Mikhail Khodorkovsky: Victim of the New
On Monday of this week, the Russian Prosecutor General levied new criminal charges against Mikhail Khodorkovsky. The new charges mean it is likely that Khodorkovsky will remain imprisoned at a Siberian labor camp past 2008, when he is currently up for parole. Khodorkovsky has been incarcerated since July 2003 after being charged and then convicted of tax evasion, stealing and sundry similar charges.
What is really going on here?
Russian President Vladimir Putin, a former KGB officer, has been ruthlessly stamping out all forms of opposition. He is re-nationalizing companies and closing down independent television stations and newspapers. He now appoints provincial governors who used to be elected. While he has been in office, more than 40 journalists have been assassinated. Under his watch, none of these crimes has been prosecuted. He is confiscating foreign business interests in
When he was an active KGB officer serving in the
Putin is going out of his way to make sure that a man like Mikhail Khodorkovsky spends more time in the gulag. Why is he such a threat?
Men like Khodorkovsky are a threat to dictators everywhere because they are independent. Khodorkovsky was a double threat to the dictator, a man independent in his thinking and independently wealthy. Khodorkovsky was not just the wealthiest man in
All of the business steps Khodorkovsky took resulted in Yukos’ oil production growing at a nearly 20% annual rate during the last three years before his arrest and the Russian government's confiscation of Yukos. The proof of his Western managerial style was in these results.
Based on the public information available, Khodorkovsky’s actions are those of a highly competent, intelligent and successful business executive. His rise was a remarkable sign that
One of the charges against Khodorkovsky is that he unfairly acquired the assets that formed the base of Yukos during the corrupt privatizations of the 1990s. This may be true, but it is irrelevant. In a Communist society, no one “owns” the industrial plants, equipment and resources. The state was not the owner; it was the confiscator of property that had been formerly owned by private individuals prior to the Revolution. Such property would lie fallow until men like Khodorkovsky stepped forward to make it valuable. This process is similar to the appropriation of land by the Homesteaders in the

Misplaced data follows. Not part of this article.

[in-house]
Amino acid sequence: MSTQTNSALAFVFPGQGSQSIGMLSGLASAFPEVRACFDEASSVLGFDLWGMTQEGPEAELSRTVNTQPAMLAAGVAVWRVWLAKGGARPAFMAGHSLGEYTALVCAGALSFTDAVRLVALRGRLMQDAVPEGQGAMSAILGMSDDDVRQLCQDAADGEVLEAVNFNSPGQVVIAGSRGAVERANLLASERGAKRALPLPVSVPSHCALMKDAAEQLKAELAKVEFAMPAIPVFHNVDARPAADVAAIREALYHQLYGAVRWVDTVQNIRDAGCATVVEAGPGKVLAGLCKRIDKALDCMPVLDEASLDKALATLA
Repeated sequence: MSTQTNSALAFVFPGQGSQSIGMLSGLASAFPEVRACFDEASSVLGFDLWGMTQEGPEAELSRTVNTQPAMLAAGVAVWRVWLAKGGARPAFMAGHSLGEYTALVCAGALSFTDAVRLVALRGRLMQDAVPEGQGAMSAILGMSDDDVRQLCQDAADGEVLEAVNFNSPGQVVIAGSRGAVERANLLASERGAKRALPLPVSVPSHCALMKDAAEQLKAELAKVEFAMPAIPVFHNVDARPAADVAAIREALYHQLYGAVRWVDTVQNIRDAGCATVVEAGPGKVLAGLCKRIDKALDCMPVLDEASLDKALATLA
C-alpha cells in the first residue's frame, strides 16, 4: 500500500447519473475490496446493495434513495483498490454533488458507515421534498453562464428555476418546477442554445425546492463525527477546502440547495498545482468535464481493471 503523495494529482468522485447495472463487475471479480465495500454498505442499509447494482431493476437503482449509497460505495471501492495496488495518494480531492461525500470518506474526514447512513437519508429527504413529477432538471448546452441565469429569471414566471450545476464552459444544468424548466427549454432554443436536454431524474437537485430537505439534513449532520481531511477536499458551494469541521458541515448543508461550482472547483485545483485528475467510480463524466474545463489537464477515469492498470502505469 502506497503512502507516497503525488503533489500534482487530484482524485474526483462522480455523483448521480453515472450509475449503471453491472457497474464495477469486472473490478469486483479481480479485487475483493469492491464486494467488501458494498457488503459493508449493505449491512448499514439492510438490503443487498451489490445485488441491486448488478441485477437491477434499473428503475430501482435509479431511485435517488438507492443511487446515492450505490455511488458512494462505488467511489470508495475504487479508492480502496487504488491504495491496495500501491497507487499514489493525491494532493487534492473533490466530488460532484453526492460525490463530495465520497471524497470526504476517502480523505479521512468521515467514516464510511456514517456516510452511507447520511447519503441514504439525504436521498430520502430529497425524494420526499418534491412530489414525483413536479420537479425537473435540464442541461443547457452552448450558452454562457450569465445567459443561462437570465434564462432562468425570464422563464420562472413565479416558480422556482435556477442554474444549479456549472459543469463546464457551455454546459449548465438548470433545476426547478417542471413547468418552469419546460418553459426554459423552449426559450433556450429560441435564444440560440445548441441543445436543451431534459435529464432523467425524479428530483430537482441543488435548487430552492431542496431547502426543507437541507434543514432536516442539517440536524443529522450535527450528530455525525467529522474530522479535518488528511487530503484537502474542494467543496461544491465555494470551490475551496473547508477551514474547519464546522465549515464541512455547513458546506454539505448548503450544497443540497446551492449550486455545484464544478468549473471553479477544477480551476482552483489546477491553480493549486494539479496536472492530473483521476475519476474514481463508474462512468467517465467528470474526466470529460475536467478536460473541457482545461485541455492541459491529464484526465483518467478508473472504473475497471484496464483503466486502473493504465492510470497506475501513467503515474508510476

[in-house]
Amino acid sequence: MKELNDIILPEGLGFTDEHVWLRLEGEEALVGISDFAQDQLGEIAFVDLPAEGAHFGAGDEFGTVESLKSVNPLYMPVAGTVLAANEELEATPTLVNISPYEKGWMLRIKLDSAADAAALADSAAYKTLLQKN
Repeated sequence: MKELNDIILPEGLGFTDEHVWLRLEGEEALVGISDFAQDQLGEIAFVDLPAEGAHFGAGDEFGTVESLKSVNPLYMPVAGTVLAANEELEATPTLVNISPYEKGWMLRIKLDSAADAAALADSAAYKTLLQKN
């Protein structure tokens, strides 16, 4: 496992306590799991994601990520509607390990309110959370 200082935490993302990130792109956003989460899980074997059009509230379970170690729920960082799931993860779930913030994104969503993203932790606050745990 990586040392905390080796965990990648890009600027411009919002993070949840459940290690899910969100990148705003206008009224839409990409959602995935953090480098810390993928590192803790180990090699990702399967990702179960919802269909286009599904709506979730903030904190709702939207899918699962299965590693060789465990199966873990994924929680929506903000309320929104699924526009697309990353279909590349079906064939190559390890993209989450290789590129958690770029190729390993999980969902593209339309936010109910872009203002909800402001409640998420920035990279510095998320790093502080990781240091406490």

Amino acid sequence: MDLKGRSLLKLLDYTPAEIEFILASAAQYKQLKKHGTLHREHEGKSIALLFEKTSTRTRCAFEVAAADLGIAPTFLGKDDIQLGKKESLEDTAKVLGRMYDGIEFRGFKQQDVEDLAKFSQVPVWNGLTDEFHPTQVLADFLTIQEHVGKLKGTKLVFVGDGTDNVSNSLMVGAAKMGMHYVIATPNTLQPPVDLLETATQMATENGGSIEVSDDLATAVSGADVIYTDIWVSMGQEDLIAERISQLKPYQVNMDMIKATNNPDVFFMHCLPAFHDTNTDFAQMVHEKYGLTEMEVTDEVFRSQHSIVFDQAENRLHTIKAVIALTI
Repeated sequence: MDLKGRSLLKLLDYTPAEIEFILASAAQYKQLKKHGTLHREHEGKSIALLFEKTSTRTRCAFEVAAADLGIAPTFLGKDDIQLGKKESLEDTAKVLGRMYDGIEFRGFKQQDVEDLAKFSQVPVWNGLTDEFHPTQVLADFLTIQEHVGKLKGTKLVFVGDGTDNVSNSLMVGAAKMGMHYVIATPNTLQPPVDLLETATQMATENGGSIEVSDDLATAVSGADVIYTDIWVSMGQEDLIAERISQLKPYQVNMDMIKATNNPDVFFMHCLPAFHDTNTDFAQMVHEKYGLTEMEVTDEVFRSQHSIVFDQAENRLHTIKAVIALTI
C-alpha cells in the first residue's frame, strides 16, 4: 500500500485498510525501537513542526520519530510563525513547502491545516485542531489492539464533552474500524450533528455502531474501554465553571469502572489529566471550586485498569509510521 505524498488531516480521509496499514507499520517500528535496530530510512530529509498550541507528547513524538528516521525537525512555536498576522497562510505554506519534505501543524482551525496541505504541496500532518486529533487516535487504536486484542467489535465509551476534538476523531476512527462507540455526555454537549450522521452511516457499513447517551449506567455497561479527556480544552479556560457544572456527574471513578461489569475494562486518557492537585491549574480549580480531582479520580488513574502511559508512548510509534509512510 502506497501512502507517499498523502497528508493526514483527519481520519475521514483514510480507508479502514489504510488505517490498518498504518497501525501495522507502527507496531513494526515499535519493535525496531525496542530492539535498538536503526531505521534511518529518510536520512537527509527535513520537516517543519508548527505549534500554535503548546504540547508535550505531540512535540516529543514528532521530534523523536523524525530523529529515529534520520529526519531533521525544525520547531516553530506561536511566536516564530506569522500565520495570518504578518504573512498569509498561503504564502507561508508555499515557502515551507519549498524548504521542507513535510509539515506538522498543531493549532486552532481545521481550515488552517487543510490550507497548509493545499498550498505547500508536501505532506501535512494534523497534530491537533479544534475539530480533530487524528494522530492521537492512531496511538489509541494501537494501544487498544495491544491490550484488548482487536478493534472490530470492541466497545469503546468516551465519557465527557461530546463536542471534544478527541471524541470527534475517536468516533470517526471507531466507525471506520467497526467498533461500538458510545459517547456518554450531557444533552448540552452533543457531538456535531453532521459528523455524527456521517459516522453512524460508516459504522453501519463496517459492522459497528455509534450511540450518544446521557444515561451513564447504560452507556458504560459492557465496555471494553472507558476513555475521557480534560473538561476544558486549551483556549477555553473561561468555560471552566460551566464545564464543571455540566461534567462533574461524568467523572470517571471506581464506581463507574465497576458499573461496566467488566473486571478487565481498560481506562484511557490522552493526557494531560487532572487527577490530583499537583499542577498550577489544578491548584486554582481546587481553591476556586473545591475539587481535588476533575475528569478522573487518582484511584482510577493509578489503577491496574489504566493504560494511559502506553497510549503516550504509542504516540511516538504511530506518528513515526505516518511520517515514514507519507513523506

That men such as Khodorkovsky stepped forward to appropriate such property, and make it far more valuable than it had ever been under the Communists, we should all be thankful. By doing so, he created wealth that he enjoyed and all those who did business with him enjoyed. That wealth was created, after having been dissipated by the Communists before. By doing so, he also helped bring the rule of law through modern business practices and accounting standards to
Stated in simplest terms, the proof of Khodorkovsky’s moral right to the property that formed the base of Yukos is the fact that he made it productive. He was a Homesteader.
Moral leaders in the West have said little about Khodorkovsky’s imprisonment (under horrible conditions, he was recently slashed by a fellow inmate). In the United States, leaders such as President Bush, who himself excoriated American businessmen and imposed punishing new rules on them such as Sarbanes-Oxley, have been incapable of taking a moral stand in support of Khodorkovsky. Instead, Bush, speaking of Putin, utters such grotesque inanities as, “I looked the man [Putin] in the eye. I found him to be very straightforward and trustworthy. // I was able to get a sense of his soul; a man deeply committed to his country and the best interests of his country.” With statements like that backing him up, it is no wonder that Putin feels morally empowered to stamp out the independent minds in
I wish Mikhail Khodorkovsky well. May justice prevail.